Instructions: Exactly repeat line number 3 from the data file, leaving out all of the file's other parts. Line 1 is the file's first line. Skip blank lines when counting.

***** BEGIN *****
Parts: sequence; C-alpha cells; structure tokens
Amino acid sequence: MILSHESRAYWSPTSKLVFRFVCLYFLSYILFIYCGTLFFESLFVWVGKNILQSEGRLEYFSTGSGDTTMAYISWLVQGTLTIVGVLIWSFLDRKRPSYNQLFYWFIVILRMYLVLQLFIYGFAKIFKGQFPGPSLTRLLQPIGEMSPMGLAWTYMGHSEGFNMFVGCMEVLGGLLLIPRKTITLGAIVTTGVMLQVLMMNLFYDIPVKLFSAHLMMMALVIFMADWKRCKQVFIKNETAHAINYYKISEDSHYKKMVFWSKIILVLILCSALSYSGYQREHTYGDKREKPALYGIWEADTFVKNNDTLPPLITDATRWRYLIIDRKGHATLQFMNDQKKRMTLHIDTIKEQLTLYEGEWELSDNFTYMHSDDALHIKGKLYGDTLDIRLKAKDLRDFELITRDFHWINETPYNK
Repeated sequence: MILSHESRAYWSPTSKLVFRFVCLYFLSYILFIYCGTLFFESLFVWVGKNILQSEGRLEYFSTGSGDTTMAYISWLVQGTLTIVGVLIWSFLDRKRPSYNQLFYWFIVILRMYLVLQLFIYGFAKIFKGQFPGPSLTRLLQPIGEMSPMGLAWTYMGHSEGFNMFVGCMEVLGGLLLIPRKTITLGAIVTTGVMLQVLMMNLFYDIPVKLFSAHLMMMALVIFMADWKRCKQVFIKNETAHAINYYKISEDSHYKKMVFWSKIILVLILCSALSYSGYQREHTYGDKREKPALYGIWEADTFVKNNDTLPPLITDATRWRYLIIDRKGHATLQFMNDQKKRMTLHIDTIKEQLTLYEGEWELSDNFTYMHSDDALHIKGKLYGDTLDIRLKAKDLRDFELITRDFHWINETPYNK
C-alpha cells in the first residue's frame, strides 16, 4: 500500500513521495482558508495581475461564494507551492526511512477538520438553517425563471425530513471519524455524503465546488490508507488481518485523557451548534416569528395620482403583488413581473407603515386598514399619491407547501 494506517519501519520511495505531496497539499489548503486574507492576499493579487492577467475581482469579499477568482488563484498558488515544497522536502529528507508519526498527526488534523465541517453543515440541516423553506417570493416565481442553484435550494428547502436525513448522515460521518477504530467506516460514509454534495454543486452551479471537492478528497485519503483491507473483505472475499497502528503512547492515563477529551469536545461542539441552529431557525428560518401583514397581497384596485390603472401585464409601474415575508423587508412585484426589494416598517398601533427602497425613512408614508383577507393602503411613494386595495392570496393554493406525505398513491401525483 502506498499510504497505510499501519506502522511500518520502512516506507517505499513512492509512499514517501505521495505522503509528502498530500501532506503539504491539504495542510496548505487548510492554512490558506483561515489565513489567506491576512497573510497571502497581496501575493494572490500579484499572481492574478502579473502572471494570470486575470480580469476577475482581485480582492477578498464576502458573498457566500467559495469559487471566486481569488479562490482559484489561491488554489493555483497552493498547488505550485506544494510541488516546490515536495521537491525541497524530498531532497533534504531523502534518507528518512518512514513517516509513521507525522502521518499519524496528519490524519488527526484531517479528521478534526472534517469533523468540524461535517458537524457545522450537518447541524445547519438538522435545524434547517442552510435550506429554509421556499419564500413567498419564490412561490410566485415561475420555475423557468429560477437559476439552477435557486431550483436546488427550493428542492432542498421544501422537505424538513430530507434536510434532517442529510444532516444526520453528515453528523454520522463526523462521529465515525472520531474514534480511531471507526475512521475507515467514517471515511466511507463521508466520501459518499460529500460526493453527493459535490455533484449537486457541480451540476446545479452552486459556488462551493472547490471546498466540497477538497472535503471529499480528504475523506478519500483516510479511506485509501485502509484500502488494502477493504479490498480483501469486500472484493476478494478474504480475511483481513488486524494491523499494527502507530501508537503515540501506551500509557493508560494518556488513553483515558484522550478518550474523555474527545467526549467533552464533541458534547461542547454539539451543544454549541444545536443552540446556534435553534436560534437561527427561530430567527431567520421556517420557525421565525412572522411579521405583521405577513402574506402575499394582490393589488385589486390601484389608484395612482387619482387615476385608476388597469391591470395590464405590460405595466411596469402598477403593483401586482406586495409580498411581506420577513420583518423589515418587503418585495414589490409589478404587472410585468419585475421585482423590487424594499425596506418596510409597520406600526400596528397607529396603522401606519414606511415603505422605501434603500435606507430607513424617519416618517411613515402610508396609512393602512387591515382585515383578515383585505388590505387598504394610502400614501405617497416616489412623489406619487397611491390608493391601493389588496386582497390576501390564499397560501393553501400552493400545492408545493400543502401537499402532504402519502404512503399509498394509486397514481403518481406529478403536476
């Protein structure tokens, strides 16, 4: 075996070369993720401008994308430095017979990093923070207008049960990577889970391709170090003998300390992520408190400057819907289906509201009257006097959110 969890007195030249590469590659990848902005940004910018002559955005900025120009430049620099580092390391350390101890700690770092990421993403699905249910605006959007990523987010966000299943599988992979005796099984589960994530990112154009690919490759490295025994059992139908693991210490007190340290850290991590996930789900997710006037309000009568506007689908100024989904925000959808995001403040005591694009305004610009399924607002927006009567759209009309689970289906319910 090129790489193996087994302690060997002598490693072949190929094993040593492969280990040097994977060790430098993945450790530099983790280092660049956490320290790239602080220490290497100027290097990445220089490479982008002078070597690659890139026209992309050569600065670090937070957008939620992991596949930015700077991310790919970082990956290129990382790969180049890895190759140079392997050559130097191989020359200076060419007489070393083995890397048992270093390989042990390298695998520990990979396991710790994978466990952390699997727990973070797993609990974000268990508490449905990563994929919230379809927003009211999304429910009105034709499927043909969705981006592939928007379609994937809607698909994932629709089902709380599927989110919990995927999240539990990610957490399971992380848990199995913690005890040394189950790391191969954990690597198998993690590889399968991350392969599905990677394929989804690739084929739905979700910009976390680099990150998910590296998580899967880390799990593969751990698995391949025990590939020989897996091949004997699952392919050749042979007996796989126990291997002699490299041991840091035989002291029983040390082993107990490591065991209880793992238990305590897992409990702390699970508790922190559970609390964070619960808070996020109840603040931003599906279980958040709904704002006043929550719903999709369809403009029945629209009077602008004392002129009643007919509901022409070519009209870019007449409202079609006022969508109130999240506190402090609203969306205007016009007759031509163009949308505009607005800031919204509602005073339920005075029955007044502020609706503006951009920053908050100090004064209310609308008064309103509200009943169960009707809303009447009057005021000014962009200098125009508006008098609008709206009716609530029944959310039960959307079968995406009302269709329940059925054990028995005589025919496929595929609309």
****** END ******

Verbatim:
Repeated sequence: MILSHESRAYWSPTSKLVFRFVCLYFLSYILFIYCGTLFFESLFVWVGKNILQSEGRLEYFSTGSGDTTMAYISWLVQGTLTIVGVLIWSFLDRKRPSYNQLFYWFIVILRMYLVLQLFIYGFAKIFKGQFPGPSLTRLLQPIGEMSPMGLAWTYMGHSEGFNMFVGCMEVLGGLLLIPRKTITLGAIVTTGVMLQVLMMNLFYDIPVKLFSAHLMMMALVIFMADWKRCKQVFIKNETAHAINYYKISEDSHYKKMVFWSKIILVLILCSALSYSGYQREHTYGDKREKPALYGIWEADTFVKNNDTLPPLITDATRWRYLIIDRKGHATLQFMNDQKKRMTLHIDTIKEQLTLYEGEWELSDNFTYMHSDDALHIKGKLYGDTLDIRLKAKDLRDFELITRDFHWINETPYNK